The entrance to the dungeon is framed with red flags. There is a wall made of prison doors, including prison toilet doors, in front of it. They are painted in various colors to add zest to the display. The dungeon is filled with busts of Soviet figures, except Stalin. Instead, there is his complete works in Estonian. Niches contain various Soviet “artifacts,” from iron prison spoons and cigarette cases to felt boots, cast-iron pots, worn-down quilted coats and even bast shoes. There are also more interesting exhibits like the publication listing books banned from libraries, prison numbers worn by inmates and small black-blue-white Estonian national flags confiscated from them. All of this is complemented with brief excerpts from Estonia’s modern history in Estonian, Russian and English. The creators of the museum do not seem disturbed by unlikely combinations, such as the facts “the last partisan died in 1978” and “the 1980 Olympic regatta in Pirita.”

Another room is completely dedicated to goods in everyday use in Soviet times: a Vega portable radio (1980s), several specimens of its predecessors, a Karavella vinyl record player, a reel-to-reel tape recorder, one of the first TVs with a magnifying glass, an array of cassette recorders and a desktop Perestroika alarm clock as a symbol of coming changes. The “music” section is crowned, for some reason, with a string bag filled with empty Moskovskaya Special vodka bottles (the sticker in Estonian reads “Moskva viin”) and, next to it, there is a poster proclaiming “Soviet means excellent!” as a sneer at the room’s decor.


The museum is equipped with multimedia that offers a glimpse at people forced by the Soviets to leave their homes and perform penal work in Russia’s North or on the Kazakh steppes. The museum asked Estonian citizens to bring any photos to be scanned, so the Memento collection contains, in addition to KGB photos, also private pictures. They are dated from 1953, when Stalin died and people were able to use cameras more, to 1956, the year of the “great liberation.” For example, the Estonian museum acquired photos of female coal miners in Karaganda, tree cutting in the Urals in camp Nyzva and helicopter views of a camp town in Norilsk. These photos may show still unidentified Ukrainians. Visitors can see typical EXECUTE verdicts from the archives of special services that were delivered primarily against former government officials in Estonia though some targeted ordinary people like Aili Jurgenson, 15, who destroyed a red wooden monument to Stalin in Tallinn in 1946.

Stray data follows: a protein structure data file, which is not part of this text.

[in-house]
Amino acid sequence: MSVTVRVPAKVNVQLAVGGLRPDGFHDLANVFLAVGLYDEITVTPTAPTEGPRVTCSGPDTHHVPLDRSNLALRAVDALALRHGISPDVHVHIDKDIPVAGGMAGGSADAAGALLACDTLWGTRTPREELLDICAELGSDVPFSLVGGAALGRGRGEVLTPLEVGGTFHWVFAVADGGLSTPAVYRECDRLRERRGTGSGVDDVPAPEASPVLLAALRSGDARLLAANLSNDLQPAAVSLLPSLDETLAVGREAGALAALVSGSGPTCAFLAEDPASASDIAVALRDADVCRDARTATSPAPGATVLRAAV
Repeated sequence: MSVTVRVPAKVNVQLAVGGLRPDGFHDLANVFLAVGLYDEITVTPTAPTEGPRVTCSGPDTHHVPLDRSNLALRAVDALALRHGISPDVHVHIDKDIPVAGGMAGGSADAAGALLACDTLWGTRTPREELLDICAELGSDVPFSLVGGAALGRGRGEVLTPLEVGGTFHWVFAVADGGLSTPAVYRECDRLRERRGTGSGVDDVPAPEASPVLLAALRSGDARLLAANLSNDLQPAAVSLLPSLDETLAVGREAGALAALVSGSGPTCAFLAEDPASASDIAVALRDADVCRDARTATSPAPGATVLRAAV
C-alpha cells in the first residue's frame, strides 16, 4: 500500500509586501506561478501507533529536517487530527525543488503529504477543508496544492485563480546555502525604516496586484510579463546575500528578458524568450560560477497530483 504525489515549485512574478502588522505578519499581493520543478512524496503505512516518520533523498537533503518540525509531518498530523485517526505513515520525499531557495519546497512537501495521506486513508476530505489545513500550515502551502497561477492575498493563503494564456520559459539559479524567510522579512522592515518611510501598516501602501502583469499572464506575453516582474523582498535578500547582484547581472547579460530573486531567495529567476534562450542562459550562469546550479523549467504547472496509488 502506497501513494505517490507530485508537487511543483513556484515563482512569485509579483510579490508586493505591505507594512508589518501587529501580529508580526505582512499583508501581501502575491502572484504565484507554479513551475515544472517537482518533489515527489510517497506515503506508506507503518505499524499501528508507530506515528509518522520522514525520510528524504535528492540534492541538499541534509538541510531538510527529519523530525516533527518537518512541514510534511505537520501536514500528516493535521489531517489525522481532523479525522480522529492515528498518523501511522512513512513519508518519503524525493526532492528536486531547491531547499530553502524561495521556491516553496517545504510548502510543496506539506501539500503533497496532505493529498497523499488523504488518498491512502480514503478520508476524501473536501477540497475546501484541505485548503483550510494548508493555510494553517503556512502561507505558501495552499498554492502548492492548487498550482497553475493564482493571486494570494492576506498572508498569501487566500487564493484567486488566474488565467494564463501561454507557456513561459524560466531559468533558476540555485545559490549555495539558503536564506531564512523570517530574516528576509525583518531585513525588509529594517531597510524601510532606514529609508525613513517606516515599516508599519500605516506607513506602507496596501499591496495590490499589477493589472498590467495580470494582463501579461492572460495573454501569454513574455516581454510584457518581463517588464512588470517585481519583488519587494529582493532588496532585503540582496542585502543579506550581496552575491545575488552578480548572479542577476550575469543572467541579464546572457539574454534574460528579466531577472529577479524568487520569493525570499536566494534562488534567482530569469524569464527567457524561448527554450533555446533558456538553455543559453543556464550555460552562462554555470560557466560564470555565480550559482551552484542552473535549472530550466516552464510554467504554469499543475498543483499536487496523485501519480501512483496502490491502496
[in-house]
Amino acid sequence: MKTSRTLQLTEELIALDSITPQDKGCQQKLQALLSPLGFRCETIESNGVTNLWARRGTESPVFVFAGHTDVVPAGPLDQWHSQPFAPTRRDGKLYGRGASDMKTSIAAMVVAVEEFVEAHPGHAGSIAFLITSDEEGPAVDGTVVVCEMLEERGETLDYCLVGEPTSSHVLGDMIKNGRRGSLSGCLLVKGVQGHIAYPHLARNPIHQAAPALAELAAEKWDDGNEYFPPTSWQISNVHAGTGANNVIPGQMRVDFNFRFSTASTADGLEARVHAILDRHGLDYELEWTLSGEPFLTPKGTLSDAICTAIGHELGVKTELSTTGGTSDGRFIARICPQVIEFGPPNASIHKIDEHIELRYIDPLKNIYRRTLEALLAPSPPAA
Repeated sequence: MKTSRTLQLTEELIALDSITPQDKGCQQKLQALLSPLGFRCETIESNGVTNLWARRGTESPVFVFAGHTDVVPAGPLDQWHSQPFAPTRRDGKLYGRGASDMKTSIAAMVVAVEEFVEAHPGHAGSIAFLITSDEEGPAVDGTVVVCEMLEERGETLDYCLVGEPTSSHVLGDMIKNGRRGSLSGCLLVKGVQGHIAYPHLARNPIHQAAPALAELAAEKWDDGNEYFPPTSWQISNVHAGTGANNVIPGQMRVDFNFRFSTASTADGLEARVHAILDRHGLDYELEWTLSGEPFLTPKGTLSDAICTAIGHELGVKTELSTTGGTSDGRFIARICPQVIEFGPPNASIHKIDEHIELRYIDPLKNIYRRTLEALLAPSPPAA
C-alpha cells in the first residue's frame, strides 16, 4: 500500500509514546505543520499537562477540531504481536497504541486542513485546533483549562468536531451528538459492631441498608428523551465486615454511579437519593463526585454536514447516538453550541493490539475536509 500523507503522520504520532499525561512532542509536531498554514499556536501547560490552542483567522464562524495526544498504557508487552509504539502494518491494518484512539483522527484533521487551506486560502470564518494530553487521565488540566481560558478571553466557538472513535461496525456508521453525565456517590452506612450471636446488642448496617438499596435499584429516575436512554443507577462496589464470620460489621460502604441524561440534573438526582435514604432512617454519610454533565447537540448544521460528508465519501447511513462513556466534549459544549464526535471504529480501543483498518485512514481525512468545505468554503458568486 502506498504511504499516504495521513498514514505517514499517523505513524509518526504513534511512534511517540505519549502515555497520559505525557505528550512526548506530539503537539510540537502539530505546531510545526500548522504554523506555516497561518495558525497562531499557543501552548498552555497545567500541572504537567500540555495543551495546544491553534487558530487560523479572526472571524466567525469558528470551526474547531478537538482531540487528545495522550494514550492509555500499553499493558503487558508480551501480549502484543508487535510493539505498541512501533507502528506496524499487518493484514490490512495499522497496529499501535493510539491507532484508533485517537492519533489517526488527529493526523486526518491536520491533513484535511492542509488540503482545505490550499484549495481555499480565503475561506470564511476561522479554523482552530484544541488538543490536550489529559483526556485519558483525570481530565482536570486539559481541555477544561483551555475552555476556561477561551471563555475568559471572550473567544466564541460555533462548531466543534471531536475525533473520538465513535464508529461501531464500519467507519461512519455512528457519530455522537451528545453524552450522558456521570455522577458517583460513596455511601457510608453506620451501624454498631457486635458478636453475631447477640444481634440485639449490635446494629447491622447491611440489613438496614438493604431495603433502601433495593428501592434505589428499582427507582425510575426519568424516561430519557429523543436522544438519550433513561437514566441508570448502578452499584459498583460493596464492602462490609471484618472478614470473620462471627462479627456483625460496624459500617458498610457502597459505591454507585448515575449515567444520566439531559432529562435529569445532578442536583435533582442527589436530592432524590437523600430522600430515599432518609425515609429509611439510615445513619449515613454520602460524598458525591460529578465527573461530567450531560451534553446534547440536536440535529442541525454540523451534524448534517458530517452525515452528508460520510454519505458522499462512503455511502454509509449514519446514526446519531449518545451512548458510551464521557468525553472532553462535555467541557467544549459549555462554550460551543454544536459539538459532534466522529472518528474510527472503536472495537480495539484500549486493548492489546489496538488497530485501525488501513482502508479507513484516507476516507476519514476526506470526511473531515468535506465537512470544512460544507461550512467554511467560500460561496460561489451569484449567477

The photo exhibit is complemented by several documentaries under the general title “Occupation of Estonia in modern history” which incorporate archival footage of various periods under two aggressors. Of course, people talk about their experience under the Soviets most of the time in these films. The documentary about the arrival of the “first Soviets” is entitled First Red Year and the one on the Brezhnev era Stagnation. Commentary is provided by historian Enn Tarvel who tries to put Estonia’s history in the context of events across Central and Eastern Europe as a whole. Sometimes this comes across somewhat unnatural, but that does not negate the fact that the “smallest nation in the Soviet Union” was able to overcome totalitarianism.